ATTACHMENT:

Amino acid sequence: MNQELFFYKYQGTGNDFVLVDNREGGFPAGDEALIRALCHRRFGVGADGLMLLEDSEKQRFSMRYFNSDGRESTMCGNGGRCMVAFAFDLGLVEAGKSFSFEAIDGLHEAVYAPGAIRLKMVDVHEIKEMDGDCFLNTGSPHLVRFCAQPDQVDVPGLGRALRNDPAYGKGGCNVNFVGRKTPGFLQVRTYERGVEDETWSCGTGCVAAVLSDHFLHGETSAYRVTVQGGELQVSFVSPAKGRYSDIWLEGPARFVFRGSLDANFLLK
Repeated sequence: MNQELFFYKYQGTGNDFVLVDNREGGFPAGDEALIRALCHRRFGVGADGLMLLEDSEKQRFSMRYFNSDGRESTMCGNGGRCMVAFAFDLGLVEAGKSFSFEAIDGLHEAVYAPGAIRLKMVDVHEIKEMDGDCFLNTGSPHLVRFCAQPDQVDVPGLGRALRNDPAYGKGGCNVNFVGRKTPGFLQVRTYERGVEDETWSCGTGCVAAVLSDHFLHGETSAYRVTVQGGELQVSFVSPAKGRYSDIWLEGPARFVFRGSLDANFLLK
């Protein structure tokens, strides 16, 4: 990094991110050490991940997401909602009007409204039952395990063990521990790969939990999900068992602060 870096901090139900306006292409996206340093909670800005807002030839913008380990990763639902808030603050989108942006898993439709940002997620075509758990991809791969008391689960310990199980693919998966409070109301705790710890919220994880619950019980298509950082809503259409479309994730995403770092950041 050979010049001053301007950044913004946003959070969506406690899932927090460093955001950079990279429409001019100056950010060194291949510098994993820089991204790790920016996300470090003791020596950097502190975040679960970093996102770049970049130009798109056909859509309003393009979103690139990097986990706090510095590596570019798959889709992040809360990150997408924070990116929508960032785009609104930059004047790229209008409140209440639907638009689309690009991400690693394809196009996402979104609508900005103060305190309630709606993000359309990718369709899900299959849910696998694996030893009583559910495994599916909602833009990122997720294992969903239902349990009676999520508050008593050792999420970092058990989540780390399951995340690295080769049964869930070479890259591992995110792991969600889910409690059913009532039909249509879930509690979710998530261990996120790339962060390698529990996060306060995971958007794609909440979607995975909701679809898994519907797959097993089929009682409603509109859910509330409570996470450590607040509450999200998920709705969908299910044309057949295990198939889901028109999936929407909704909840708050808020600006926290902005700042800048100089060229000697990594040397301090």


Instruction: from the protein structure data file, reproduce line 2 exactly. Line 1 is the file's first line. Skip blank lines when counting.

Repeated sequence: MNQELFFYKYQGTGNDFVLVDNREGGFPAGDEALIRALCHRRFGVGADGLMLLEDSEKQRFSMRYFNSDGRESTMCGNGGRCMVAFAFDLGLVEAGKSFSFEAIDGLHEAVYAPGAIRLKMVDVHEIKEMDGDCFLNTGSPHLVRFCAQPDQVDVPGLGRALRNDPAYGKGGCNVNFVGRKTPGFLQVRTYERGVEDETWSCGTGCVAAVLSDHFLHGETSAYRVTVQGGELQVSFVSPAKGRYSDIWLEGPARFVFRGSLDANFLLK